Sunday, April 20, 2008

Archaeopteryx: Logging (And Soon Unit Tests)

In developing my music system Archaeopteryx, I haven't written many tests, and the few I did write, I threw away when the implementation changed, because changes in the implementation made the tests completely out of date. Unreliable tests are worse than no tests at all, so I stopped writing tests altogether, and I used the excuse that I was exploring this very mysterious problem space where I hadn't written any code before. (I'm not the only person to argue in favor of the explorer exemption.)

The first problem with that is I have written code for this problem space before. In fact, if you count writing MIDI by hand, I've done it many, many times. I did it when I was 15, with a Korg M1, and later in my 20s with an MPC-2000. I've done it so many times that writing music with a GUI feels weird to me. Writing raw MIDI notes and events within a hardware sequencer differs in many ways from writing a software meta-sequencer, but it still means familiarity with the fundamentals of the problem space, which makes the explorer exemption harder to justify. And this isn't even the first time I've written Ruby to generate MIDI, so this explorer exemption thing is really kind of a lie.

The second problem with that is that the explorer exemption has to come with an expiration date anyway; once you've explored a little while, by definition, the territory becomes more familiar. But the third and most troublesome problem with that is writing code without tests means writing legacy code. This means you have to test, or you're just screwing yourself.

However, I knew that already. The reason I had stopped testing wasn't because I wasn't enjoying that tasty testing Kool-Aid. I'm digging on the Kool-Aid. In fact I've been using various music generators as pseudo-tests, running them repeatedly after every change to be sure my code still works, just because I'm so hooked on that damn Kool-Aid.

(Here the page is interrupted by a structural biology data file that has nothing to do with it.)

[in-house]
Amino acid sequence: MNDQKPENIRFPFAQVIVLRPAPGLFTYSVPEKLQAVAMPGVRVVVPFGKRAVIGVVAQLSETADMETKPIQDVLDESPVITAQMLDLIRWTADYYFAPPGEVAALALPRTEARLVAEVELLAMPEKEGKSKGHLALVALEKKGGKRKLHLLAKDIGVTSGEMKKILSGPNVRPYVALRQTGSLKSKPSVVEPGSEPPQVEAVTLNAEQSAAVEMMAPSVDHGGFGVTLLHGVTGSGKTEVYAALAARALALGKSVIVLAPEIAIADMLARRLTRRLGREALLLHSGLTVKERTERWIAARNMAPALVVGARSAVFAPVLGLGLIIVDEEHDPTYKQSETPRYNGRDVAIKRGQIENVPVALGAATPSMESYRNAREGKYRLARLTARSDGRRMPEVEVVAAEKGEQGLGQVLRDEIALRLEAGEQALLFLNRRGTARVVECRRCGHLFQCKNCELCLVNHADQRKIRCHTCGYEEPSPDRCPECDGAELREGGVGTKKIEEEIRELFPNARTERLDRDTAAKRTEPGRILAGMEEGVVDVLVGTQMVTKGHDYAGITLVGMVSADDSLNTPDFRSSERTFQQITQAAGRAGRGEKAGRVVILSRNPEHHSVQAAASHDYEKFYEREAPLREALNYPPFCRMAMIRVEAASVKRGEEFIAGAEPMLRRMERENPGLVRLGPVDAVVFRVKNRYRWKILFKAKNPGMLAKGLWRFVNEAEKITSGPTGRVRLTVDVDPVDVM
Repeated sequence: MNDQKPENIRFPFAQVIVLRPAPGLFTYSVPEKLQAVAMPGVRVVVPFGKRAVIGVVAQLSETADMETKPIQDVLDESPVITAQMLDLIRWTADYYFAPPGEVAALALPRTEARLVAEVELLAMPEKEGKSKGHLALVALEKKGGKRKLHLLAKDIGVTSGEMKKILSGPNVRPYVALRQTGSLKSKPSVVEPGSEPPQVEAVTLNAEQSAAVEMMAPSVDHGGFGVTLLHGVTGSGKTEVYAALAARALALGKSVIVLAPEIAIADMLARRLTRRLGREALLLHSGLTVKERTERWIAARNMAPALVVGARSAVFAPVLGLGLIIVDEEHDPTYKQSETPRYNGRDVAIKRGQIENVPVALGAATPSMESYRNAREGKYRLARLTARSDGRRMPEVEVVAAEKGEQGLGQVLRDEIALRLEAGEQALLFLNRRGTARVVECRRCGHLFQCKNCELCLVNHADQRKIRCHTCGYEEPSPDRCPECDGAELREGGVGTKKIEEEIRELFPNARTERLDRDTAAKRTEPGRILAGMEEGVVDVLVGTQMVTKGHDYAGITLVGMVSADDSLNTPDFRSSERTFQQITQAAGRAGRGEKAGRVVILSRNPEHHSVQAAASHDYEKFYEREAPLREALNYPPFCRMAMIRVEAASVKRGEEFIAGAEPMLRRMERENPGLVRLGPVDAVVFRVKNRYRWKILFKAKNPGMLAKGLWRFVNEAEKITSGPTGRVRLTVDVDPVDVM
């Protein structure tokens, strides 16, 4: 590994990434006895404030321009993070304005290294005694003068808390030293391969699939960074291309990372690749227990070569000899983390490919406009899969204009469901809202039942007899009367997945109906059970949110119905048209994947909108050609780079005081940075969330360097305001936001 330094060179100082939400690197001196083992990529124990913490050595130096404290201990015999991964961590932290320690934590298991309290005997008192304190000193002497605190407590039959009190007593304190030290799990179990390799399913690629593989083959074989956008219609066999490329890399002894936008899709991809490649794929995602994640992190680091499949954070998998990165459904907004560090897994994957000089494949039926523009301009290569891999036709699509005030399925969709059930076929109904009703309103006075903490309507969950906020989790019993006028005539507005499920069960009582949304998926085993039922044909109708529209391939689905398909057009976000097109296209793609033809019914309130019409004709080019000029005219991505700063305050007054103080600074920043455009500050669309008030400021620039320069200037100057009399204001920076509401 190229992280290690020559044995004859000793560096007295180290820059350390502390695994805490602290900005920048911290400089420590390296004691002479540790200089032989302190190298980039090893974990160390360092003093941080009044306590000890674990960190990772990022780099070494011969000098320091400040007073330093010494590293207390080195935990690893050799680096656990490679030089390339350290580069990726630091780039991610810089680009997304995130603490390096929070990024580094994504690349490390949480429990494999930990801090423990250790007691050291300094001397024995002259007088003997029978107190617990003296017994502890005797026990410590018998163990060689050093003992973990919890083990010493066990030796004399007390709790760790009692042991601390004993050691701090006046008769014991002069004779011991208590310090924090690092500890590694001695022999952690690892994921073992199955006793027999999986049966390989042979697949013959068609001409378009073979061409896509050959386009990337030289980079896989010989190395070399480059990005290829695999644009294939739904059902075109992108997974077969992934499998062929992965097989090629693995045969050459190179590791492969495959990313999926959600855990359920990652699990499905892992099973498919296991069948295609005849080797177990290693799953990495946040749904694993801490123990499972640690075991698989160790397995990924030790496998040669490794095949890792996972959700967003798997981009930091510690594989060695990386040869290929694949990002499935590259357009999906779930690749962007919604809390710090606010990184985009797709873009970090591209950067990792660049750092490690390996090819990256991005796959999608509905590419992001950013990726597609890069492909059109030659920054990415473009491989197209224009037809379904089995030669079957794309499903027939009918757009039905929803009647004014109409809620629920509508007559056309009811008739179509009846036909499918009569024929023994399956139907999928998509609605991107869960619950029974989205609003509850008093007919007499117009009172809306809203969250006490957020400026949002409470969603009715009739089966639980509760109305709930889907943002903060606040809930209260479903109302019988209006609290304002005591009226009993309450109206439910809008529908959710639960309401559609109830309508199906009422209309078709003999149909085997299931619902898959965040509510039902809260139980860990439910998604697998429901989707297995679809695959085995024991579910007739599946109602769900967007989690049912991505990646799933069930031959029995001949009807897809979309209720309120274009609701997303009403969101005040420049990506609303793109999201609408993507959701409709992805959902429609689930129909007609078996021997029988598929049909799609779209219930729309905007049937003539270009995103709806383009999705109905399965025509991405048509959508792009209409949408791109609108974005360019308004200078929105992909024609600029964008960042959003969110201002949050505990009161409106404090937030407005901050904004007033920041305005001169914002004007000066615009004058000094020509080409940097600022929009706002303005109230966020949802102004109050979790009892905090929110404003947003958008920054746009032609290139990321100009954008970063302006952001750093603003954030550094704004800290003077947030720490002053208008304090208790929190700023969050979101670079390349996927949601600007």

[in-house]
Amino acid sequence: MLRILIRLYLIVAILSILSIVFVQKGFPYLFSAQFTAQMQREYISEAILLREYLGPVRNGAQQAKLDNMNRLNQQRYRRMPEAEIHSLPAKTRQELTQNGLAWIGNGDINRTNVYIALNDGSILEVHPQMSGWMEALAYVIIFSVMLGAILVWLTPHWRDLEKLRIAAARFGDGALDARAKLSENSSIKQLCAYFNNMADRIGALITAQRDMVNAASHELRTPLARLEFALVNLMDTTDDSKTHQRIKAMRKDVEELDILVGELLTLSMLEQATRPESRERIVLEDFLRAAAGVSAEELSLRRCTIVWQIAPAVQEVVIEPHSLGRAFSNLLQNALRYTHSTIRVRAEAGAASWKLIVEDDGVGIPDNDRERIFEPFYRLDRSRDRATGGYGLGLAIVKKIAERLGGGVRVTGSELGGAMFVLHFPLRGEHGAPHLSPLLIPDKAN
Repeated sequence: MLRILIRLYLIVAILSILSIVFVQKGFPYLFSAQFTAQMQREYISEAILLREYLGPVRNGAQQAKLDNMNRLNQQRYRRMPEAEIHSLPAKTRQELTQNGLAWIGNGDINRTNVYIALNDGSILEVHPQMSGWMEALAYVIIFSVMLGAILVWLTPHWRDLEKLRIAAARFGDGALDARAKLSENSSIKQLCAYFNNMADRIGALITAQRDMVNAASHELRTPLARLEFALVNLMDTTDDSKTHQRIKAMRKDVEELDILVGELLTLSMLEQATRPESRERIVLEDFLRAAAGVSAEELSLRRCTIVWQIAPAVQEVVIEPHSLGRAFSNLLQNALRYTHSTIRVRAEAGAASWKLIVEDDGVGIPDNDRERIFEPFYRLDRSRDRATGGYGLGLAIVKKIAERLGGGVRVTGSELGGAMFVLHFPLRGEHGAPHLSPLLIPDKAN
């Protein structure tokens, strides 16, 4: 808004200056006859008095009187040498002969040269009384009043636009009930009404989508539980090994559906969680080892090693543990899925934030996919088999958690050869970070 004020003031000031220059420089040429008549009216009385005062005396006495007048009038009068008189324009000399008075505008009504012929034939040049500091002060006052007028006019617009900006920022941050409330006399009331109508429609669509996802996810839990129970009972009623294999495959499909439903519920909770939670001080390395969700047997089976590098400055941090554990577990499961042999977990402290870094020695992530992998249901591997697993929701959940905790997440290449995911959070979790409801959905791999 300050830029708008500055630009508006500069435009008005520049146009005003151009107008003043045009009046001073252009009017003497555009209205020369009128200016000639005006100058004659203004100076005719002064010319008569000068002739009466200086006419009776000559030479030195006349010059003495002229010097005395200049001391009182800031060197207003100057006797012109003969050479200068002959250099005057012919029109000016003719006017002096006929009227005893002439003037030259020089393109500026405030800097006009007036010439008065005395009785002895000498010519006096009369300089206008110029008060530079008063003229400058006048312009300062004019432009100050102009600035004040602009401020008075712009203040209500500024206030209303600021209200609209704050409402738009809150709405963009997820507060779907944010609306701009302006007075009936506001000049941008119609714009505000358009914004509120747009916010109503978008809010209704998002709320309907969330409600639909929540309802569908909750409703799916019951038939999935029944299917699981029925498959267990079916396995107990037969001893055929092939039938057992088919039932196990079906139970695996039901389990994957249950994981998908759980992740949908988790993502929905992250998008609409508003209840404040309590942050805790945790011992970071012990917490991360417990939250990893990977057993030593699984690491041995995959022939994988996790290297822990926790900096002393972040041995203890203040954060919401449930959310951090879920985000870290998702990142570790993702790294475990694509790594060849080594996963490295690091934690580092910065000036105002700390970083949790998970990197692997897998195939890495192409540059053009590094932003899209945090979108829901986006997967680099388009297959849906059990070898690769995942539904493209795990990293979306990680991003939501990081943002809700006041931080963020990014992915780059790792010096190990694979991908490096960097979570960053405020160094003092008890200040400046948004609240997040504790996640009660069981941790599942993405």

The reason I stopped testing is because I couldn't figure out how the hell you unit test a system whose primary purpose is to control a third-party, closed source, proprietary application. I did some asking around and some googling and the recommendations I got mostly involved mocking the ever-lovin' beejezus out of my system. But that didn't appeal to me at all. So I held off entirely, until I figured out a solution.

If you've seen my presentation on code generation, or read the blog post where I illustrated one example of the technique, you may already know what my solution was. Last night I did a tiny bit of refactoring and threw some dead-dumb simple logging via puts into Archaeopteryx.

The end result is that Archaeopteryx now generates playable Archaeopteryx code as its log files. This code isn't in svn yet, and I still haven't had time to put the project on GitHub at all, but all these things will happen soonish. I've actually got to add a little bit to it before it really does what I need. Hopefully it's pretty obvious that the remaining changes are absolutely trivial. First, the only way you can capture this as a log file is with a Unix pipe. Second, logging to the command line by default is lame.

Obviously, I can fix this with a Logger right out of Ruby's standard library.